What 'Taking a Step Back' Taught Me About Accepting My Limitations
Over the past three months I’ve done a lot of soul searching and a lot of thinking, trying to grow personally. I have been learning to accept my limitations and to stop trying to fight the un-fightable. This all started around six months ago when I first made the application for Personal Independence Payment (PIP), which was a huge step for me. For years I have tried to keep up with everyone else, and it took running myself into the ground and counting my pennies constantly to realize that this isn’t possible for me. I wish I could work two jobs while doing my degree on the side and living life, but it’s just not an option for me. I was having one too many sleepless nights worrying about how I was going to eat next week. So I took a step back.
That step back helped me to see that I work really hard. Every day. Every time I get out of bed I work hard, every time I shower and every time I go to the supermarket. Every time I make it to my weekly Japanese class and manage to keep on top of everything without giving up. I. Am. Working. Hard. Being able to accept that I am doing enough and working hard enough was a very important step for me. I’ve always been very independent and done everything on my own, but realizing I’m doing my best allowed me to accept the help that’s available to me without feeling guilty.
Sure, this doesn’t happen overnight. Some days I still break down because I can’t go to the supermarket, but actually those days have become fewer and fewer the more I begin to accept the hand I have been dealt.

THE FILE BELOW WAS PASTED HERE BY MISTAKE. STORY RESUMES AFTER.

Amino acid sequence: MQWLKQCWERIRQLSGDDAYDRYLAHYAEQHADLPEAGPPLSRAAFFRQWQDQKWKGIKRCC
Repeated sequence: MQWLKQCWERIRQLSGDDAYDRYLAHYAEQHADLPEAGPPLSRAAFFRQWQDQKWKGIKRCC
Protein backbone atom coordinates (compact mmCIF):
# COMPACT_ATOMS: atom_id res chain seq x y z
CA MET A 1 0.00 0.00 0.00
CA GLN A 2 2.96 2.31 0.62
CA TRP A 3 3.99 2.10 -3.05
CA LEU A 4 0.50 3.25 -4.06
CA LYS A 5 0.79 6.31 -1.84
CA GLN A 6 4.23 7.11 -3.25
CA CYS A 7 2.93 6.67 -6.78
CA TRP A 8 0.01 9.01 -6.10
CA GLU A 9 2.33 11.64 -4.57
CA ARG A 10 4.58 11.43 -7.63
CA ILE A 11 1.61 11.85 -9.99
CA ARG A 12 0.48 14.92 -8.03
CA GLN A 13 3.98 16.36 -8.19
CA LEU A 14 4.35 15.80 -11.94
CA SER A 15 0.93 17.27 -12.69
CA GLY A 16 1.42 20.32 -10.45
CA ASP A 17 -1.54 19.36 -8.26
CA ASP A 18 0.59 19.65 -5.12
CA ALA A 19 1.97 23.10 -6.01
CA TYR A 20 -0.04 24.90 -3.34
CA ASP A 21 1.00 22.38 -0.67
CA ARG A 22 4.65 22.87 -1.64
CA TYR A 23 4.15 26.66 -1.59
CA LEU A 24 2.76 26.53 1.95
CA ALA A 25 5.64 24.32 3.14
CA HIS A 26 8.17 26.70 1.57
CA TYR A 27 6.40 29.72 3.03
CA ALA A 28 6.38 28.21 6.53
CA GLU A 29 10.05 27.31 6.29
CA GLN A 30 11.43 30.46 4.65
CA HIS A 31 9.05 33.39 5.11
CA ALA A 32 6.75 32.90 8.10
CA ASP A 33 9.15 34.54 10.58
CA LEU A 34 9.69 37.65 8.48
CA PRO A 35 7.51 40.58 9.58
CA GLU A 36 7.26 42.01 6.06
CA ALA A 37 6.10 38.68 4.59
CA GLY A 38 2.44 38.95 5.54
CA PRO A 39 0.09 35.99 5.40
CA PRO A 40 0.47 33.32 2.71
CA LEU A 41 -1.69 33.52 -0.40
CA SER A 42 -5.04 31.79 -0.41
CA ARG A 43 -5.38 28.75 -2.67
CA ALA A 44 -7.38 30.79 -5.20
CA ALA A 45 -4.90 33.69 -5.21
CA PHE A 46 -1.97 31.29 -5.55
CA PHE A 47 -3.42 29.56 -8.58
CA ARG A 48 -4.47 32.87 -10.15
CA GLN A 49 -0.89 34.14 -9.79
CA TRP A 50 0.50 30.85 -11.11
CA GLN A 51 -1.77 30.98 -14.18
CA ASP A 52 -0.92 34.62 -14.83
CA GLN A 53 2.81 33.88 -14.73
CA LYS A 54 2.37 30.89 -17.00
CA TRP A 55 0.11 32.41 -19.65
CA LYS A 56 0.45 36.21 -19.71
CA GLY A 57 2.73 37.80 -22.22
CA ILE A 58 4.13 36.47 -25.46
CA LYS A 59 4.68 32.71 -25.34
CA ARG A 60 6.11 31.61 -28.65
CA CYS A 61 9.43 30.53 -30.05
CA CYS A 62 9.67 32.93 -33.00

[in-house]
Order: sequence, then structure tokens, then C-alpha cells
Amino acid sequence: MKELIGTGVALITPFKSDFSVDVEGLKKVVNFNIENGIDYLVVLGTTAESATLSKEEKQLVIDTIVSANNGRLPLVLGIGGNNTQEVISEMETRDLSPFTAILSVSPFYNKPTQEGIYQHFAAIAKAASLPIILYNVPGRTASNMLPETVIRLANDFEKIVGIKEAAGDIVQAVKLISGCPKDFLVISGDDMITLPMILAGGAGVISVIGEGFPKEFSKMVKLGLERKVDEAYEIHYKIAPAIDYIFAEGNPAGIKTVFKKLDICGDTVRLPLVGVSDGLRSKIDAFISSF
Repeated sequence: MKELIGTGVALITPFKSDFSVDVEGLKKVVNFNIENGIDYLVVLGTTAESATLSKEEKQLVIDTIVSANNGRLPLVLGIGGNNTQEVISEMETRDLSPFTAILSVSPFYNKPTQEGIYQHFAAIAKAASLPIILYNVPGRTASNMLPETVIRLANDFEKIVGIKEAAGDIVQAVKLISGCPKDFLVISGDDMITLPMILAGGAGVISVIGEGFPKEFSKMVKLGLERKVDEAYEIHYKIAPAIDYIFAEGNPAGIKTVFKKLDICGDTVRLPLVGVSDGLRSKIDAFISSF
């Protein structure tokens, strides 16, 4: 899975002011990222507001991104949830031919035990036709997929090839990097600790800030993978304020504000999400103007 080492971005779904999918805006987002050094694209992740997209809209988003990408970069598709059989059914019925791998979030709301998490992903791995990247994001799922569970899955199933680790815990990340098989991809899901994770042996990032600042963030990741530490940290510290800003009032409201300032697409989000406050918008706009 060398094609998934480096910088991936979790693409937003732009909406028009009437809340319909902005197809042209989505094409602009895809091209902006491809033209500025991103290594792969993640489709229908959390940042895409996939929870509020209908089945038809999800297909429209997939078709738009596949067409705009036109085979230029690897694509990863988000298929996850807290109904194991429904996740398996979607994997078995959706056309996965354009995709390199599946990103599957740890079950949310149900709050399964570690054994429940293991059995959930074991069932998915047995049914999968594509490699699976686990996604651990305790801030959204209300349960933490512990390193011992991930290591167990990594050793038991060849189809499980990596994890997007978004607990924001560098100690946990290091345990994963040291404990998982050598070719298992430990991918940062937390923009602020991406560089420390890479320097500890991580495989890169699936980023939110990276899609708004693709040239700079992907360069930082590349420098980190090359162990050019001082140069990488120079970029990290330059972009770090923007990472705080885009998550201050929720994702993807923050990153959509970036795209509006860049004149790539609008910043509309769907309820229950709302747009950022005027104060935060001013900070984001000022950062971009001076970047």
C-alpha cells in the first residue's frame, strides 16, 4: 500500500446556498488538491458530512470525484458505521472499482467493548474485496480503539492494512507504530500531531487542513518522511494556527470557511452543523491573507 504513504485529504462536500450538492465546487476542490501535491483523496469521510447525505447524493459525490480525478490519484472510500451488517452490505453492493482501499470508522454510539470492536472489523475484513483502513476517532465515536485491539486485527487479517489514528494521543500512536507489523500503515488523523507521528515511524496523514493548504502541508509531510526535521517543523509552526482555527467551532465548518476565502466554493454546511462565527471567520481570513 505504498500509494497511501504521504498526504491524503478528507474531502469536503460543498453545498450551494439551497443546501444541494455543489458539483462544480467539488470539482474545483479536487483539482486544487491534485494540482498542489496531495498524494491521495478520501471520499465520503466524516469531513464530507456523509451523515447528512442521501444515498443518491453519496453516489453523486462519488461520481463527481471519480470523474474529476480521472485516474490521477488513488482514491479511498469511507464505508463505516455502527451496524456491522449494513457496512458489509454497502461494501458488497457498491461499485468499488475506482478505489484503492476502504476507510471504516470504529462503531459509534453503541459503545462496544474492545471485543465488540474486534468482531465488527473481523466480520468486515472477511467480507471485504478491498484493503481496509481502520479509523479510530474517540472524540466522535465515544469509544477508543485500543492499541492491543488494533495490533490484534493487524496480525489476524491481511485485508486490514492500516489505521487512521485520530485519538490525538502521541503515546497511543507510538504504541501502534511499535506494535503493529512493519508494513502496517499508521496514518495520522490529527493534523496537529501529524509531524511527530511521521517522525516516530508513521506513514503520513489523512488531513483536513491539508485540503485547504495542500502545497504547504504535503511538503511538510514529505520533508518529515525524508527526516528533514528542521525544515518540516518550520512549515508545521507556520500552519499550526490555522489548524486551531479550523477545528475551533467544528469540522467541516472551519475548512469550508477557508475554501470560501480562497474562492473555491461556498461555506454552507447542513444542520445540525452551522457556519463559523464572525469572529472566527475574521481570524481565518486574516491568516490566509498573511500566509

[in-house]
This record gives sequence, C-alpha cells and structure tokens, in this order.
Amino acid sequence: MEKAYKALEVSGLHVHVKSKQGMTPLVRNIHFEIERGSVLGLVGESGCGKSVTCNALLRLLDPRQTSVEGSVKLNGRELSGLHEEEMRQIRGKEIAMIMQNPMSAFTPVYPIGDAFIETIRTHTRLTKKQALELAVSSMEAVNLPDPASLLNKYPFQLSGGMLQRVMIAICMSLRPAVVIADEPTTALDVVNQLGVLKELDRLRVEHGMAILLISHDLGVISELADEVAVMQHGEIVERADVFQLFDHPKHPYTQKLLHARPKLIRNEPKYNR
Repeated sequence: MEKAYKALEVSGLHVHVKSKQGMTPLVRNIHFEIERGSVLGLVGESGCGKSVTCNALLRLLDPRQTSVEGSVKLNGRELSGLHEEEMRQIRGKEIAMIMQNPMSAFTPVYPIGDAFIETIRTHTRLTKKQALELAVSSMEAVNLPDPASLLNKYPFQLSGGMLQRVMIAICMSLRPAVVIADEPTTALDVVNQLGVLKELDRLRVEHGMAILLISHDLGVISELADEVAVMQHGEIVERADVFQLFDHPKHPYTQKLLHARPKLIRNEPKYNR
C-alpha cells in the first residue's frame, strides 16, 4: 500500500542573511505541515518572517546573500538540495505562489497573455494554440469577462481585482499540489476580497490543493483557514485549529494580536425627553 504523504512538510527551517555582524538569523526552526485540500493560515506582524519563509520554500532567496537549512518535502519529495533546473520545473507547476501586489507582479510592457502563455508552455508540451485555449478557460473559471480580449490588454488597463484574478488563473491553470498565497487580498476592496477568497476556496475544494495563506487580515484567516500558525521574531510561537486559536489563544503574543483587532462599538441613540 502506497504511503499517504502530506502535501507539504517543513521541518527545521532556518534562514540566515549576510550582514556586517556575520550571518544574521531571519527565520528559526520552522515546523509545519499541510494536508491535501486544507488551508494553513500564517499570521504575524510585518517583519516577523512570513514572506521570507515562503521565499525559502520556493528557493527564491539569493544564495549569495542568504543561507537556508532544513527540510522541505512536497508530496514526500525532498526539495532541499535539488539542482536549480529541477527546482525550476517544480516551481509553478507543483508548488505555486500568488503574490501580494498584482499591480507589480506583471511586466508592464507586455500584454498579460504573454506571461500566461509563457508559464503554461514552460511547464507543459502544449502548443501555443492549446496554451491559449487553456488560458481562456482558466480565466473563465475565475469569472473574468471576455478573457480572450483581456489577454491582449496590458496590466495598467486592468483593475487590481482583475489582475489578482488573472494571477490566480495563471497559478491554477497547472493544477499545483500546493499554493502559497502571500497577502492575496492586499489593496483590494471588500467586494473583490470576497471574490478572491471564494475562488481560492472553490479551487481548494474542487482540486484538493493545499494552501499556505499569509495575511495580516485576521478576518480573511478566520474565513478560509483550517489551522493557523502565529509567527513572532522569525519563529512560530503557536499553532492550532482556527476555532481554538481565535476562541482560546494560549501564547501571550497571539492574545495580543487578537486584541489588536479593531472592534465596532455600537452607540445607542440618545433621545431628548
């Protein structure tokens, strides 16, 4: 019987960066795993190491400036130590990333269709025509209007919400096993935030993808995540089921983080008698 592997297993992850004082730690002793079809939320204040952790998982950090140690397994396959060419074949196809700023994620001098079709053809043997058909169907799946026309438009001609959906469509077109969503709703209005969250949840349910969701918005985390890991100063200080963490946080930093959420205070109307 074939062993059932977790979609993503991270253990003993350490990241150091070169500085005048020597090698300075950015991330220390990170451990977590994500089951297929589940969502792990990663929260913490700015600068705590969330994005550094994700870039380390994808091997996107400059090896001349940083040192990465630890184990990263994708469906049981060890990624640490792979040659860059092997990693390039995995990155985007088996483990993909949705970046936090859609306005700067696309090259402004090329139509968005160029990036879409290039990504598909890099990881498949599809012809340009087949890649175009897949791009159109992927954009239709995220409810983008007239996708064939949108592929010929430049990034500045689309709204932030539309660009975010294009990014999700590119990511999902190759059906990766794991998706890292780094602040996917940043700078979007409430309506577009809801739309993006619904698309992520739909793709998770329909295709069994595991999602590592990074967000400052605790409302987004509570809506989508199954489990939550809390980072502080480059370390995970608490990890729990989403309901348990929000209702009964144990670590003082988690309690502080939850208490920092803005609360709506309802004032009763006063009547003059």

Two weeks ago I went to Malaysia and completely overexerted myself. Sure, this lead to a couple of meltdown moments, but actually it’s taught me even more so to accept my limitations, and those who care will understand. It has helped me to move towards the next stage of acceptance, realizing it’s not all just about monetary gain.
While I was in Malaysia I thought about what kind of help and support I really need, and realized that while being able to feed myself is a big part, I also need someone around to support me. Up until now I have relied on those around me for physical support, but I have realized that my support needs are quite a lot for someone else to handle, so I’m intending to hire someone to help me around the house. While I originally thought hiring someone would remove my independence, I now don’t believe that is true. Truth is, what removes my independence is relying on friends and family to do things for me, and actually, hiring someone will help me to keep my independence. It means I won’t have to keep people around if I don’t want to, and if I don’t like the person I’ve hired, I don’t have to keep them around either. It’s all at my discretion.
I think when you have a chronic illness, acceptance is so important. Especially when you’re so used to being strong and doing it on your own, you need to make sure you’re taking care of you. You need to realize that it’s OK to grieve for the life you once had. It’s OK to be sad about the things you can’t do anymore and the opportunities you have missed. It’s OK to accept the support available to you, and you are not a scrounger for claiming disability benefits. That’s what they’re there for. And yet, these things are all so hard to accept, especially when you are young. It’s so hard to accept that you will never have the life you once knew back. And yeah, sometimes it knocks you down, but it’s not about how many times you get knocked down, it’s about how many times you get back up. Sure, it’s all been a mess, but still I rise.
A version of this post originally appeared on Lupus Trooper.
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